Heraclitus: The Question of Gender Roles, and our Current Parallel Reality
“He’s the guy that talked about rivers, right?” says the average philosophy student asked about Heraclitus. And while flux is arguably the most widely known of Heraclitus’ ideas, his notion of opposites can also be universally and multilaterally applied. Specifically, the modern day opposition of genders is a prime example of strife between conflicting forces equaling Heraclitus’ definition of harmony.
According to Heraclitus, “The road up and down is one and the same.” Everything and everyone we encounter in life acts in some way as a counterbalance to ourselves. Furthermore, inert objects work in juxtaposition with other inert objects, creating an equalizing tension, as is the case in the bow metaphor. Two things when working against each other become a whole that is greater than the sum of its parts.
This harmony of opposites begs the question - does the modern struggle for equality between men and women parallel the sublime discord that Heraclitus said is essential to existence? Is it possible that Heraclitus, writing more than 2,000 years ago, envisaged a time in which the gap between men and women would be considerably narrowed, reflecting the contemporary egalitarian attitude persistent in Western society?
If strife is a natural, ideal part of the human experience, the modern-day struggle and advances toward equality between genders in Western society signals a return to a more authentic state of being. But, what does this mean for the thousands of years of inequality between men and women? What does this mean for the gross imbalance between genders that still exists in parts of Africa, the Middle East, Southeast Asia, and other areas of the world?
As imbalance has existed for a substantially longer time than balance, it is clear that discord between the sexes has persisted during periods of inequality and equality. However, it seems illogical to think of the centuries of disenfranchisement as harmonic or just, even though they were most certainly accompanied by dissension and strife.
Maybe in the grand scheme of humanity, of which modern day is nothing more than infinitesimal, we should think of dissonance in a much more long-term sense. Perhaps when Heraclitus proposed that strife is justice, he was intentionally ambiguous on the subject of time. After all, it is somewhat unfathomable for a person that is currently experiencing turmoil to understand how that translates into harmony or justice, at least in the immediate future. But from adversity comes strength.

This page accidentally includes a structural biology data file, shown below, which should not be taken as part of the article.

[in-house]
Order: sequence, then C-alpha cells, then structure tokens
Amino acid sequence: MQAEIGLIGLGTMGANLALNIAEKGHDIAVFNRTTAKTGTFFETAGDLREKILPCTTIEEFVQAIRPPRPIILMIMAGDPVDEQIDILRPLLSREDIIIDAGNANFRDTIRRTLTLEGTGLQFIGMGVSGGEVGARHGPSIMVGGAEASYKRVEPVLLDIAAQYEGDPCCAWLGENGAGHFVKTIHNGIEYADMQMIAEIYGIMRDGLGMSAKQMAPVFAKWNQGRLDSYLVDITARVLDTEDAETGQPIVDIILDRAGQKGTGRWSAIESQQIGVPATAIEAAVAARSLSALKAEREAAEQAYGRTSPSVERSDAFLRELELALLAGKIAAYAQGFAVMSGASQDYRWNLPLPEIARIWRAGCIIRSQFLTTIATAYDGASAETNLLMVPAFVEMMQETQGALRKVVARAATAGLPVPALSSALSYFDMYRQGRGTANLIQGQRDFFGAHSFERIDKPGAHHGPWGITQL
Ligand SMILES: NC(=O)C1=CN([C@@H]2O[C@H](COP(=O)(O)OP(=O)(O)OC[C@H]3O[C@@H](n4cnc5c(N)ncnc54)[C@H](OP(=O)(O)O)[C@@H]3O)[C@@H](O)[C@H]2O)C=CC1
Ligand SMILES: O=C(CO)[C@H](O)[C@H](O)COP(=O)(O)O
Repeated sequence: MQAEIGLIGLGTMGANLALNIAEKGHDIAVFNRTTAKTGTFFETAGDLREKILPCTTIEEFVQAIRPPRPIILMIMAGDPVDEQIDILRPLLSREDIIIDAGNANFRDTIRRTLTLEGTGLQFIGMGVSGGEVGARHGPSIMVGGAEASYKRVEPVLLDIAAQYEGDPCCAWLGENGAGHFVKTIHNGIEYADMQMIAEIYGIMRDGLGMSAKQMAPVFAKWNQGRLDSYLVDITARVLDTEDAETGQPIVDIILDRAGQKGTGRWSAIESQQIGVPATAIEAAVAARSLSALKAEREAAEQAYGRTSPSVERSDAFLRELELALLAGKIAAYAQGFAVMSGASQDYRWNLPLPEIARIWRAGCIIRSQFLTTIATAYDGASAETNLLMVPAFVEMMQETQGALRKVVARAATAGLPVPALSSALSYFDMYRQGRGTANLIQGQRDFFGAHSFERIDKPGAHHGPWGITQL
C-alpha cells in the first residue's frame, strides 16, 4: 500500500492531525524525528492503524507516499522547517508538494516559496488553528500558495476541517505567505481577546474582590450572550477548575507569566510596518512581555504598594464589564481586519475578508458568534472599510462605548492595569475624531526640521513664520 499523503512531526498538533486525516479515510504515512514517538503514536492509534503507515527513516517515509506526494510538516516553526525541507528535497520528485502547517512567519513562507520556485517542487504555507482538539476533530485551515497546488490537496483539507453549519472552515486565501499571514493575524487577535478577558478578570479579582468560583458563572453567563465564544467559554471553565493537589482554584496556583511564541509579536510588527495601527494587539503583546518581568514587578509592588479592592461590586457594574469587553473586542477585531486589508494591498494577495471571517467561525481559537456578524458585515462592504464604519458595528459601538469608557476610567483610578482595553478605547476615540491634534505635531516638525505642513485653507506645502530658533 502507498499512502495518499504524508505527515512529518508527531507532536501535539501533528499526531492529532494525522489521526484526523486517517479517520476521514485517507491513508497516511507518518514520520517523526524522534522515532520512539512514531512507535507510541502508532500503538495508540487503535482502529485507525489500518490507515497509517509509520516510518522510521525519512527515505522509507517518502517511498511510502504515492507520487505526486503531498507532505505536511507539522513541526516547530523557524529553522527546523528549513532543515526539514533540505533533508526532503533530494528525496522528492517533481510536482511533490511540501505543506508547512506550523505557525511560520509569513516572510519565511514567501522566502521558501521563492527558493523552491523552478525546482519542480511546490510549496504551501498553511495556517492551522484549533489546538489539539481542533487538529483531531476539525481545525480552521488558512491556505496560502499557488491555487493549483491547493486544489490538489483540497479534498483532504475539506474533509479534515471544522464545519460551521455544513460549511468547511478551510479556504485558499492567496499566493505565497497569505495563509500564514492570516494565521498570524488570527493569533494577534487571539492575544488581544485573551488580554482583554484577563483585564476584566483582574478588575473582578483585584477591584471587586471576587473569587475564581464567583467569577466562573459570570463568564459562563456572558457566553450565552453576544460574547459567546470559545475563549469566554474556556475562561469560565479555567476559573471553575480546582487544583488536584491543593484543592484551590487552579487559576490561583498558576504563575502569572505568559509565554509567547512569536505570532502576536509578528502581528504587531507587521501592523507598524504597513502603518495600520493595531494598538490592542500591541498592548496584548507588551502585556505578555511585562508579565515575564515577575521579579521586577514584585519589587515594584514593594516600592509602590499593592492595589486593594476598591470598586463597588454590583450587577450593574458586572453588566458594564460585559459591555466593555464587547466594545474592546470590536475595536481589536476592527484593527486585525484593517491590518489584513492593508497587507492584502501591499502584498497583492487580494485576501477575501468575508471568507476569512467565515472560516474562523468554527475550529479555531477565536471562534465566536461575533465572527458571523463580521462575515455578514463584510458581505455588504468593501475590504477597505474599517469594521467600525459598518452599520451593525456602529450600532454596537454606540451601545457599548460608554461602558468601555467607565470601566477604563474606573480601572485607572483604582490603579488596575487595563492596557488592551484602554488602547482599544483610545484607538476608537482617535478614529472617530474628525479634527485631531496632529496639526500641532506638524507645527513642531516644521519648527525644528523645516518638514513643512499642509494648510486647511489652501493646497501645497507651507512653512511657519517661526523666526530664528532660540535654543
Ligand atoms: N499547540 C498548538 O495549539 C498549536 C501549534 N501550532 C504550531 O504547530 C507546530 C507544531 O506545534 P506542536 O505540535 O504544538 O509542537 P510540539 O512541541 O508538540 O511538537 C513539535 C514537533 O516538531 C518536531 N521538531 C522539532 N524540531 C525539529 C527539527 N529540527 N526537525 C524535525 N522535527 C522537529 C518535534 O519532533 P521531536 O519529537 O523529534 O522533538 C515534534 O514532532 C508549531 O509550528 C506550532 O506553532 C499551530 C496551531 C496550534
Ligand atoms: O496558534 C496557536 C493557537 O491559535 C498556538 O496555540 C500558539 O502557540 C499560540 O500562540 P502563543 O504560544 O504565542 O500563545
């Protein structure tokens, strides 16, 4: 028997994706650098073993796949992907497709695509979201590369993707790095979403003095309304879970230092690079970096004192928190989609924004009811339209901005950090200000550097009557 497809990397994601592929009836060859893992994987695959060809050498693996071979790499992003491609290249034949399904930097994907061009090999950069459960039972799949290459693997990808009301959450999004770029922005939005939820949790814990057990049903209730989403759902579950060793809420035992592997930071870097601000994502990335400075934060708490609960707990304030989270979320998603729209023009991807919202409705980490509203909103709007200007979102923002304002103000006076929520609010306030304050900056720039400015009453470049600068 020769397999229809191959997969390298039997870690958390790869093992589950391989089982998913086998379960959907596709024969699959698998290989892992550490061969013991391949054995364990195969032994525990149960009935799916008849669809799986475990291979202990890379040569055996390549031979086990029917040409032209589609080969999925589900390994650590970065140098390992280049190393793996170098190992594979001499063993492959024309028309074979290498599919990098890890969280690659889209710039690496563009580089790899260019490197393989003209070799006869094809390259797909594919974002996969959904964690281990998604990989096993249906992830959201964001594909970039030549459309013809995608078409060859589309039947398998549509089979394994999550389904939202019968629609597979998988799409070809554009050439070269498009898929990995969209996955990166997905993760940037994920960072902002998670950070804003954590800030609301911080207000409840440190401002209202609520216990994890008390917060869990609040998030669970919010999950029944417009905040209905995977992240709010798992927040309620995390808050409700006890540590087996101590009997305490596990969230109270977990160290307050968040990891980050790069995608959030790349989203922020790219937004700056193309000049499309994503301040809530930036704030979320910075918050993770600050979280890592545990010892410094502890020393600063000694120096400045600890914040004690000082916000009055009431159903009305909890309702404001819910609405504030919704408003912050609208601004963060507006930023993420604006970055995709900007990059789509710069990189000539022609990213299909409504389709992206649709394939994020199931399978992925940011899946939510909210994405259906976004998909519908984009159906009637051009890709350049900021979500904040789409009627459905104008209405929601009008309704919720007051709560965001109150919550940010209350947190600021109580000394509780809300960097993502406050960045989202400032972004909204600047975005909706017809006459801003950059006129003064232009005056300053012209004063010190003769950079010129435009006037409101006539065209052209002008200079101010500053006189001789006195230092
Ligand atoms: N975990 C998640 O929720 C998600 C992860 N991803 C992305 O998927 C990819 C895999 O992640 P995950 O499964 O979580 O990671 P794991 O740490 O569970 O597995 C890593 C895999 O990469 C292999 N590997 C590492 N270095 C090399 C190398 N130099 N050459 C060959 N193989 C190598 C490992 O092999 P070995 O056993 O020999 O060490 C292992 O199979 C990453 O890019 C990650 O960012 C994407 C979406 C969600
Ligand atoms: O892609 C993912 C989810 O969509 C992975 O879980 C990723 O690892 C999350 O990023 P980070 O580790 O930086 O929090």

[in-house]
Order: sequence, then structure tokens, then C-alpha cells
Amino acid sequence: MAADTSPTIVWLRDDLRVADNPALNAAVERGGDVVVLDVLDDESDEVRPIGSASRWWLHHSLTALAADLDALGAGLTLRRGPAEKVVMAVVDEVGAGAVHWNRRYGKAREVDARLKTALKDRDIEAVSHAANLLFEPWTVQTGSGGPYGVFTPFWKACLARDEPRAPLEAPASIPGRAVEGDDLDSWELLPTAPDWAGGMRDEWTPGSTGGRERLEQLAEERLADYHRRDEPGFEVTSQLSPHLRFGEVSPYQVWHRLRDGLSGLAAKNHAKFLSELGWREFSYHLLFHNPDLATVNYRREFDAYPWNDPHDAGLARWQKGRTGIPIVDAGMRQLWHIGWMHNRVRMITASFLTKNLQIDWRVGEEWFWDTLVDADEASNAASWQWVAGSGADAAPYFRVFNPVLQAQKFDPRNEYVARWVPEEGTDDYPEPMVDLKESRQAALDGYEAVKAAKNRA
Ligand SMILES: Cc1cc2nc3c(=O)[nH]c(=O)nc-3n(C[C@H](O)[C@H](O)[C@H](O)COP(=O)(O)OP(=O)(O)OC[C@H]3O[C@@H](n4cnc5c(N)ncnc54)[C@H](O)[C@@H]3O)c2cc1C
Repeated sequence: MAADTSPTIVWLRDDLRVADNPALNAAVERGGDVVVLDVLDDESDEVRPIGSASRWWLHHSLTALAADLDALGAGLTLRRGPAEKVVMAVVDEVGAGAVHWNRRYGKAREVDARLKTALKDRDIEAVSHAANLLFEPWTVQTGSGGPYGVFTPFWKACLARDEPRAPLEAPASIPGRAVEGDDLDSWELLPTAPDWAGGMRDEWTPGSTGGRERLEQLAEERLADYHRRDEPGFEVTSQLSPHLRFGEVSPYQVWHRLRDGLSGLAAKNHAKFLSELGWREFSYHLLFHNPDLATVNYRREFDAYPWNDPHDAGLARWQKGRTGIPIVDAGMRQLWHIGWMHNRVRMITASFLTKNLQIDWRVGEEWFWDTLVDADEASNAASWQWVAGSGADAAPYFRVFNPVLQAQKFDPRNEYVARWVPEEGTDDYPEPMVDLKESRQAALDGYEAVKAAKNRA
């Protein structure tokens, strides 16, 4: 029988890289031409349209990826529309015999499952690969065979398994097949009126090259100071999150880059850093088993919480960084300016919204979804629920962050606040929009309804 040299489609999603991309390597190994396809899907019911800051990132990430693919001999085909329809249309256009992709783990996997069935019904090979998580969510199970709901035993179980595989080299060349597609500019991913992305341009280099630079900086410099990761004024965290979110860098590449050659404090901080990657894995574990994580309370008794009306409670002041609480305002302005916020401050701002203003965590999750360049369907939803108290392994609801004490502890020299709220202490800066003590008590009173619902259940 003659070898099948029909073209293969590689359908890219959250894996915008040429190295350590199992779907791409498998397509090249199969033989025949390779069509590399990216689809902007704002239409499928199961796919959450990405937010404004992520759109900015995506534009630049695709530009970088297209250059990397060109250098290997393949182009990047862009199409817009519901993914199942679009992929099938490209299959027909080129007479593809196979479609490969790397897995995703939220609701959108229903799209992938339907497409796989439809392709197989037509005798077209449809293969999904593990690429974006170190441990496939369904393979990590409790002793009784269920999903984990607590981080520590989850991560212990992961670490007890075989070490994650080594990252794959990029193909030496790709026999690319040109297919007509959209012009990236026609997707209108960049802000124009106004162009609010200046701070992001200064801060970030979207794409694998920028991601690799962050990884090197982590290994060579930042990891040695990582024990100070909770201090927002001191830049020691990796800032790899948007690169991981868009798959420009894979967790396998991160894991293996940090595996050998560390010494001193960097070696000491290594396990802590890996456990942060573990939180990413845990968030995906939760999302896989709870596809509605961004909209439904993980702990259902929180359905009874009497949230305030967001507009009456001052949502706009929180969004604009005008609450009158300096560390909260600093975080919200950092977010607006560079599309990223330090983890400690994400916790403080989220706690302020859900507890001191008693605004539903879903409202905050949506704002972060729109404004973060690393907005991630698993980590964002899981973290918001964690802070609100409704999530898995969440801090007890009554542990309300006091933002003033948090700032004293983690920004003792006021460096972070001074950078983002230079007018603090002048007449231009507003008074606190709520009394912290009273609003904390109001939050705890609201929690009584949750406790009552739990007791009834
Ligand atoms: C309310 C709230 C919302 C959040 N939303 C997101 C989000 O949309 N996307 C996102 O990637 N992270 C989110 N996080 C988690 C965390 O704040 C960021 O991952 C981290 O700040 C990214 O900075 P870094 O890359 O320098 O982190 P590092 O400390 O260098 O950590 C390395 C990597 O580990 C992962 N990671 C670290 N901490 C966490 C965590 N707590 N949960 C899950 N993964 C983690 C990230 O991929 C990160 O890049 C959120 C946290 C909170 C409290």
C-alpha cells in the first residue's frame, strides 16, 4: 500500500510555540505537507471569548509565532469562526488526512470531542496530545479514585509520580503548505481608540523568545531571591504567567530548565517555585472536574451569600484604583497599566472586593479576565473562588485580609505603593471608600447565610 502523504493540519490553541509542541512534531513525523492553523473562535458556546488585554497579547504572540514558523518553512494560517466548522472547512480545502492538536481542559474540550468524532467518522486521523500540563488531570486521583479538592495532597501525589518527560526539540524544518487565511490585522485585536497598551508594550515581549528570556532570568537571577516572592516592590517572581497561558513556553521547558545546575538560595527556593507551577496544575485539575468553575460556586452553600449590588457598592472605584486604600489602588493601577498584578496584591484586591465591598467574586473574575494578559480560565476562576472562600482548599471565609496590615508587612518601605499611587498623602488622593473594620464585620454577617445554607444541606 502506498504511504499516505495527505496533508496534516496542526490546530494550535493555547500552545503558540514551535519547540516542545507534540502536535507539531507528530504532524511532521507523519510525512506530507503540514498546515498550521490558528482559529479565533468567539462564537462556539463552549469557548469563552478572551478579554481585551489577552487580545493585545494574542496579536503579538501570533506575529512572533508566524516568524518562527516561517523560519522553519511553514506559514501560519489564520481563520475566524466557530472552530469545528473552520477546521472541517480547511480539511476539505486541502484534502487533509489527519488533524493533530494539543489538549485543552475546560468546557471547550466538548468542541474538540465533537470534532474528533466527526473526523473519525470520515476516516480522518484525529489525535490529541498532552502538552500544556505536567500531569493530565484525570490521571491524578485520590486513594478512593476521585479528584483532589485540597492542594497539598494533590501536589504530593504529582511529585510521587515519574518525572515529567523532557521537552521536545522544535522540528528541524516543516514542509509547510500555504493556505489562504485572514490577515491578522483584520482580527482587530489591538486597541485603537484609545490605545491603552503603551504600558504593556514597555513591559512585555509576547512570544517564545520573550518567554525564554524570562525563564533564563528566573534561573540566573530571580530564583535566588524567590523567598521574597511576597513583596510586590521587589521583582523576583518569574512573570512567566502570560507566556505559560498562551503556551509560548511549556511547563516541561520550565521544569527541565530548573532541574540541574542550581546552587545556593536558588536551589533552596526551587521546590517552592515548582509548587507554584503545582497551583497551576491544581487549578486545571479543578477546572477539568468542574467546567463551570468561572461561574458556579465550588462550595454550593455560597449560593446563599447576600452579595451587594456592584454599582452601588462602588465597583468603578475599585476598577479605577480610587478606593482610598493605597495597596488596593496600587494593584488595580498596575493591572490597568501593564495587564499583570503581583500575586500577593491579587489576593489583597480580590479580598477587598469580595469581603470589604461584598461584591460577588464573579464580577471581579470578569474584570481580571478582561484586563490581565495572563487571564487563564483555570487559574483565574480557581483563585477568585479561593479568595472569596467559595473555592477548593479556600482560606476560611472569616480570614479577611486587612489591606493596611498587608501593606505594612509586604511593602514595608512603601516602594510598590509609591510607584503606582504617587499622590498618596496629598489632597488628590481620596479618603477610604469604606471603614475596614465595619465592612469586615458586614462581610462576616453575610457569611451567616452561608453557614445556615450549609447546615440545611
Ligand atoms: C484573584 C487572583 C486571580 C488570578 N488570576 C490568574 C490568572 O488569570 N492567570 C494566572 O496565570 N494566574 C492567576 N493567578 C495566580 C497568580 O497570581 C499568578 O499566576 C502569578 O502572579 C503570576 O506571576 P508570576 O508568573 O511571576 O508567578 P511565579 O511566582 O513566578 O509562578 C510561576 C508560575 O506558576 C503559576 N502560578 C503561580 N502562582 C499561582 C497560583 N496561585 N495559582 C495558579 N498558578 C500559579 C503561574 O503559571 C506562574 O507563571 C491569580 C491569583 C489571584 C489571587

Since he is known as “the obscure” and “the dark,” the notion that Heraclitus may have been deliberately indefinite on how long anything or anyone must struggle in order to reach balance fits his pattern of ambiguity. Furthermore, Heraclitus is known to have alleged, “Those who seek gold dig up much earth but find little.” Essentially, if you want something, you have to work hard to get it. Clearly, women who have sought equality for hundreds, if not thousands, of years have indeed worked very hard to finally reach some level of gender parity.
A perfect equilibrium between opposites may not always exist, and at times one side may outweigh the other. Inevitably, the side at a disadvantage will endeavor to restore balance. Accordingly, it is plausible that in the case of men and women, thousands of years of inequality and struggle have allowed women to build the fortitude needed to tip the scales toward a more balanced, just existence between genders.
Ultimately, the whole, humanity, benefits from the antagonistically motivated achievements between its parts, men and women. And although the appearance of gender harmony is more pronounced in modern times, this appearance of harmony acts as a façade, hiding the continual clash that has always existed, and will continue to exist between the sexes. Clearly there will always be a fight - now it finally seems that at least Western society is allowing that fight to be fair.